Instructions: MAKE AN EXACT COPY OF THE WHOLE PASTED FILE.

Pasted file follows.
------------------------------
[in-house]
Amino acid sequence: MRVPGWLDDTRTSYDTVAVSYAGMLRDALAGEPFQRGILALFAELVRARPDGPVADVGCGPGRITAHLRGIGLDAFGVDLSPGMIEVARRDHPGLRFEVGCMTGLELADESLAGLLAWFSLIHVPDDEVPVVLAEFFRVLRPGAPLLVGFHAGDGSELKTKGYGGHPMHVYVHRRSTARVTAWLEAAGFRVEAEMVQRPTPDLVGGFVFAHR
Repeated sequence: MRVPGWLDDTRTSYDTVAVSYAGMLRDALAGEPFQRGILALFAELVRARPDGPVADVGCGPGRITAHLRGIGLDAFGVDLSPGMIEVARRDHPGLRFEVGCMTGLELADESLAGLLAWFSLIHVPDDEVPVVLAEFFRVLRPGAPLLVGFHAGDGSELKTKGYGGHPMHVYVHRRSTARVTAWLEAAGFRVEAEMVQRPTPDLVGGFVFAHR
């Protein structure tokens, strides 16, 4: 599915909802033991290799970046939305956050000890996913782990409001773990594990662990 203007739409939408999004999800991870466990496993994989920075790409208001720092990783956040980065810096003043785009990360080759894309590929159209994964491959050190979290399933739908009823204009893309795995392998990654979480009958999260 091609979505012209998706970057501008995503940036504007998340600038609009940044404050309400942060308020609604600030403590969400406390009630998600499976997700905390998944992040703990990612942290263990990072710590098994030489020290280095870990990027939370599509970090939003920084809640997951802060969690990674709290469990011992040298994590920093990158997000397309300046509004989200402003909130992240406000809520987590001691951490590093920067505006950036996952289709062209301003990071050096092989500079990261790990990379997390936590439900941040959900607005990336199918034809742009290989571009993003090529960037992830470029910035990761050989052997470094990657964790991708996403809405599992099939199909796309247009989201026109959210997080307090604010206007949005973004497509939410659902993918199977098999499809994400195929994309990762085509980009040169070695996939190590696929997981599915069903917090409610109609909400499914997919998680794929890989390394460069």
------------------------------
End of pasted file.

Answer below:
[in-house]
Amino acid sequence: MRVPGWLDDTRTSYDTVAVSYAGMLRDALAGEPFQRGILALFAELVRARPDGPVADVGCGPGRITAHLRGIGLDAFGVDLSPGMIEVARRDHPGLRFEVGCMTGLELADESLAGLLAWFSLIHVPDDEVPVVLAEFFRVLRPGAPLLVGFHAGDGSELKTKGYGGHPMHVYVHRRSTARVTAWLEAAGFRVEAEMVQRPTPDLVGGFVFAHR
Repeated sequence: MRVPGWLDDTRTSYDTVAVSYAGMLRDALAGEPFQRGILALFAELVRARPDGPVADVGCGPGRITAHLRGIGLDAFGVDLSPGMIEVARRDHPGLRFEVGCMTGLELADESLAGLLAWFSLIHVPDDEVPVVLAEFFRVLRPGAPLLVGFHAGDGSELKTKGYGGHPMHVYVHRRSTARVTAWLEAAGFRVEAEMVQRPTPDLVGGFVFAHR
């Protein structure tokens, strides 16, 4: 599915909802033991290799970046939305956050000890996913782990409001773990594990662990 203007739409939408999004999800991870466990496993994989920075790409208001720092990783956040980065810096003043785009990360080759894309590929159209994964491959050190979290399933739908009823204009893309795995392998990654979480009958999260 091609979505012209998706970057501008995503940036504007998340600038609009940044404050309400942060308020609604600030403590969400406390009630998600499976997700905390998944992040703990990612942290263990990072710590098994030489020290280095870990990027939370599509970090939003920084809640997951802060969690990674709290469990011992040298994590920093990158997000397309300046509004989200402003909130992240406000809520987590001691951490590093920067505006950036996952289709062209301003990071050096092989500079990261790990990379997390936590439900941040959900607005990336199918034809742009290989571009993003090529960037992830470029910035990761050989052997470094990657964790991708996403809405599992099939199909796309247009989201026109959210997080307090604010206007949005973004497509939410659902993918199977098999499809994400195929994309990762085509980009040169070695996939190590696929997981599915069903917090409610109609909400499914997919998680794929890989390394460069």